GINA is a mechanism within the University of Alaska (UA) for sharing data and technical capacity among Alaskan, Arctic, and world communities.
Established in 2001 as an initiative of UA’s President, GINA promotes collaboration at the local, state, and federal levels by increasing community-wide participation in the discovery and use of geospatial data. GINA’s products and services greatly expand the range of available analysis capabilities in order to better address research and management requirements.
|Summer recap: Ice Cellar Monitoring Project with ASRC-Federal|
Posted 2 days ago
Hi everyone, it’s Ianjon again. I wanted to write a recap of my summer work on the Ice Cellar Monitoring project I told you about in May. I’ve done some neat things this summer. Last time I wrote a blog post I had just started on prototyping a device with a Raspberry Pi to monitor temperature and humidity for the North Slope ice cellars. Everything I’ve done I learned how to do this summer including basic python coding, soldering, and setting up a raspberry pi.
Soldering sensors to ethernet cables
There are a few iterations that I went through for the prototype, which is about 6 or 7 different versions/adaptations onto each one, making it better and more efficient for the users and cost effective . The goal of the project and this kit I’m designing is to help people across the North Slope preserve their food from hunting by providing a monitoring system that can notify them when it starts hitting a threshold on either temperature or humidity.
Testing how my prototype runs on solar power
Besides just building the prototype, I need to test if it fits in the real world, and eventually deploy these kits in ice cellars for people to use. I reached out to some of the community in June/July and was asked to present at the Alaska Eskimo Whaling Commission about the project. I presented to the Commission and they were interested in the project a fair amount. After that presentation, I was asked if I could join the ASRC-Federal STEM team on a visit to the village of Point Hope to talk about my project.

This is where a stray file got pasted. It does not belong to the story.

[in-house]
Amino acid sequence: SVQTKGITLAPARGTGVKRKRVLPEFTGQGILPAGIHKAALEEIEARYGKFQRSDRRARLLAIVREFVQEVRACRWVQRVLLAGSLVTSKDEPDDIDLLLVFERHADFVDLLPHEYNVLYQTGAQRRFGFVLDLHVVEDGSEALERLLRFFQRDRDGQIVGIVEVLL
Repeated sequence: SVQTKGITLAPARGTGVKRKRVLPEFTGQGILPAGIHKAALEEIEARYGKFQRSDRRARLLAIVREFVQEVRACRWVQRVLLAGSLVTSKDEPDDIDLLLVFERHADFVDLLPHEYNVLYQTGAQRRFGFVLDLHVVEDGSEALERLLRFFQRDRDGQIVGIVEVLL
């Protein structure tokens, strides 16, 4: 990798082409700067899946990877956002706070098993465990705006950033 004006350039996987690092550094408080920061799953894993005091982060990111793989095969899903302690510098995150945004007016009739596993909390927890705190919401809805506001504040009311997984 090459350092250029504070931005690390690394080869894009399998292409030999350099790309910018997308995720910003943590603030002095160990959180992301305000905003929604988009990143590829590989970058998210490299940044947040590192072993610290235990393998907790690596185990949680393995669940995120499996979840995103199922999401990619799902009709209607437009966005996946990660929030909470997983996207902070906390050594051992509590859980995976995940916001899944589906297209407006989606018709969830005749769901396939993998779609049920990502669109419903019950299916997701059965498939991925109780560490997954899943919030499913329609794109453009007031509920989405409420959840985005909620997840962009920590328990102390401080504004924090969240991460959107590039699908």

The trip to Point Hope’s main objective was to get kids of all ages interested in higher education. I followed out with ASRC-Federal employees to help with the STEM (Science, Technology, Engineering , Mathematics) program. I had never been to Point Hope before. After helping out with that, I went and interviewed some of the local people about their ice cellars and took some measurements. After the trip was over, I came back to Fairbanks to fine tune the project even further.
The summer task to design and build a prototype is fairly close to being “real -world active”. For the next year I need to run some tests in similar conditions to an ice cellar. After that’s done, fine tune some of the things and then get a real test going in various locations. I’d like to start in my hometown of Utqiagvik since it has the largest population density in the North Slope.
GINA receives numerous geospatial data sets, many in real time. Information is then rapidly processed and managed for use by scientiﬁc researchers, state and federal agencies, and the general public.
GINA is involved with many Alaskan, Arctic and International projects. Our goal is to increase community-wide participation in the discovery and sharing of geospatial data.
GINA teams with partner institutions and agencies to create information products and services that are used in a variety of projects to better display and understand spatial information.